|Newly installed woodburning stove|
Since moving to Suffolk, once of the things we have actually managed to do is install a wood burning stove.
Now the weather is turning colder, I really appreciate sinking back into the sofa in the evening, and basking in the warmth from the fire. Much as I love our house, it doesn’t lack for draughts.
We do have other working fireplaces, but somehow we only get round to lighting open fires on special occasions or when we have visitors. The wood burner however is easier to get going, and heats the room up more quickly, so we’re much more likely to use it.
The photo above shows the wood burner just after it was installed back in February. As with many of our plans, it all took slightly longer than expected.
Turns out it’s not as easy as saying “We want a wood burning stove, please fit one”.
No, first you get a chimney sweep round (the lovely and very helpful Dean Bond) to sweep your chimneys, confirm they’re not blocked up and talk sternly about the importance of bird guards on the chimney pots.
Then you get recommendations for local firms that fit wood burning stoves and have all the right HETAS registration and might actually be able to squeeze in an appointment for someone to come and quote.
The comedy moment arrives when the expert measures your room, sucks his teeth, and explains that because of the size of the stove needed, the regulations insist that he puts in an air brick to ensure adequate ventilation.
Then there is a short pause, while you and the engineer look round at the rattling sash windows, the wind whipping through the gaps between the floor boards and rushing through the open doorway with no door (which is a whole other story all to itself), and clock the fact that if the room wasn’t so damn ventilated you wouldn’t need a wood burning stove in the first place.
So when the next heating expert comes round, you ask if there’s any alternative to punching holes through the elderly brickwork, because you’re pretty sure the local heritage officer and Historic England aren’t going to think much of that plan.
And luckily the heating engineer works out that because there is a (draughty, cold) basement underneath with an existing air brick, he could instead cut a hole in one of the floorboards and fit a metal grille to comply with the regulations.
So then you make an appointment for the local heritage officer to come round and confirm that yes he’s happy for the wood burner to be installed and the chimney lined, and yes he’d rather you fitted a metal grille in the floor boards instead of installing an air brick, and no you don’t need listed building consent (which is an immense relief).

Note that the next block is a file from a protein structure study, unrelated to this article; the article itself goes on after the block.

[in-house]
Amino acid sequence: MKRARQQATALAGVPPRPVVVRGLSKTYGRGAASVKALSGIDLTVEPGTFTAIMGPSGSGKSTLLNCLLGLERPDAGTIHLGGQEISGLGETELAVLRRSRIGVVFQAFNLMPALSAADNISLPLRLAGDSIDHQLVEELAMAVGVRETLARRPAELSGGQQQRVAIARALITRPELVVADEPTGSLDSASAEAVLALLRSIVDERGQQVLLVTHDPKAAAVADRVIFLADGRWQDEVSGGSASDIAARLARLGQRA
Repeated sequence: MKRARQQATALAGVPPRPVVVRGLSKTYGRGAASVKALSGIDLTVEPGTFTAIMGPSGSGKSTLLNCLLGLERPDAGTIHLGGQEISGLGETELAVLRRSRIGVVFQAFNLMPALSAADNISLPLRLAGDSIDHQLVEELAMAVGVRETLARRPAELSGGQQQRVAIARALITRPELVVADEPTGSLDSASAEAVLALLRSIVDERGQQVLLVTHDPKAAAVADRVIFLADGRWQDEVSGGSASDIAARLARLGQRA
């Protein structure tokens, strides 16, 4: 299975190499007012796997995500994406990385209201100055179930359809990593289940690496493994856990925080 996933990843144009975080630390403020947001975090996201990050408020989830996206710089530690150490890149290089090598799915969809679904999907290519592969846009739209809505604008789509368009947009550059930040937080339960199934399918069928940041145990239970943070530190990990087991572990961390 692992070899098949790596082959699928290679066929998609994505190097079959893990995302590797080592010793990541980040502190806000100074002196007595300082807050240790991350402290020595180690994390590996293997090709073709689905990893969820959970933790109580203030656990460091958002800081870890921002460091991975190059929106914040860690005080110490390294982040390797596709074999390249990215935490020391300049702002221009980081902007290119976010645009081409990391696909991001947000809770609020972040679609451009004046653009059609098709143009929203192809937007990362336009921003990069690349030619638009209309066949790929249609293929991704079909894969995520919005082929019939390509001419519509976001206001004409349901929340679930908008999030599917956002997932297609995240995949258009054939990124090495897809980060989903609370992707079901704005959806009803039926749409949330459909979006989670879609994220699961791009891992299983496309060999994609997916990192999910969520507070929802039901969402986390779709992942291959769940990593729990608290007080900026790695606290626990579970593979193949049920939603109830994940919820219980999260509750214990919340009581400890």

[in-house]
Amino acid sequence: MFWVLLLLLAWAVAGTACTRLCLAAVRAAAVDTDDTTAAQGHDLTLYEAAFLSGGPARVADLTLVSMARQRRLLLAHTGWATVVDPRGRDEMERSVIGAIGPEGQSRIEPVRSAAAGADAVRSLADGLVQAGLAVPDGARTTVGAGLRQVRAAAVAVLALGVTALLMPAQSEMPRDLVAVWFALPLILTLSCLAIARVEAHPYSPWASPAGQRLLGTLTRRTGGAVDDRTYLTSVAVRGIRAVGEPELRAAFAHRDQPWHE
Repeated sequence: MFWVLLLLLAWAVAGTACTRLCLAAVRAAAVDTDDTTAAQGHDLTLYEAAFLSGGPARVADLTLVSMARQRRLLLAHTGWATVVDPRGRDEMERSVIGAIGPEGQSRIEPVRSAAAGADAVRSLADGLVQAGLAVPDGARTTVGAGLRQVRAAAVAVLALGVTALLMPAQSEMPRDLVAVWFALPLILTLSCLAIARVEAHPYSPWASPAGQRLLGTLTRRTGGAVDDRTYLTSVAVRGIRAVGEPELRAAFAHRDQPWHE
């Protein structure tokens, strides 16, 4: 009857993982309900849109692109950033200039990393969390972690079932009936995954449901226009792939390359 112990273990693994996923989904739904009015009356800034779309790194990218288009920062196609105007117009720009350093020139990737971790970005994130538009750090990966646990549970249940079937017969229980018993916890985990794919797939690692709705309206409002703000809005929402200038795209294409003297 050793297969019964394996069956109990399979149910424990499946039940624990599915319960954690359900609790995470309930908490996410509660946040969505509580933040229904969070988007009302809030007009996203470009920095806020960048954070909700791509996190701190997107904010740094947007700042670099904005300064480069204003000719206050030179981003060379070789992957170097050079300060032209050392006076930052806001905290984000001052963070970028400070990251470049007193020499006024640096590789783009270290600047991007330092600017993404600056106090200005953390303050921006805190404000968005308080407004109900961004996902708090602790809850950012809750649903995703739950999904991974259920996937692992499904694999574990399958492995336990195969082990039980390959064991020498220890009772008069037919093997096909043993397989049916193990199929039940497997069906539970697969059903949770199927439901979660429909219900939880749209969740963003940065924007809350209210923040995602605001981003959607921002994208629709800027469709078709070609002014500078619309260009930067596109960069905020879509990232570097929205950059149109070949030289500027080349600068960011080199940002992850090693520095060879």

But then you have to actually choose a stove, which involves looking at glossy brochures with pictures of a myriad of stoves at even wider ranging prices, and asking for recommendations from the wood burning stove experts and people who already have them, and discussing the pros and cons of Nordic styling, fancy fretwork and how many flames you would actually see.
So you get competing quotes for the stove you quite fancy, but also need to allow for:
– vent kit
– chimney liner
– access platform or cherry picker so they can actually get up to the chimney and fit the liner
– chimney cap, plus a few extras ones because if they’ve got an access platform or cherry picker in place they might as well fit a few other missing chimney caps
– carbon monoxide detector
– thermometer and sweeping brush
This all adds up to the thick end of a few thousand pounds, so you take a deep breath and get through Christmas first.
And then you choose a firm, and get it all booked in, which of course involves some lead time because surprise surprise you’re not the only people in January who’d be quite keen on having a warmer house.
Then you clear the room of assorted toys and chaos, just in case the chimney dumps enormous quantities of soot and dust during the installation, and finally FINALLY the lovely people from Bentley Fire Shop come round and fit your stove.
And your husband rushes out to buy a log basket, and unfeasibly long heat-proof gauntlets, and even shock horror some wood, and then ta dah you get to light the fire and enjoy the warmth.
And luckily, although your husband is slightly suspicious of central heating, it turns out he absolutely loves lighting the wood burner and will happily get it going whenever the weather is nippy.
|Wood burner in action last week|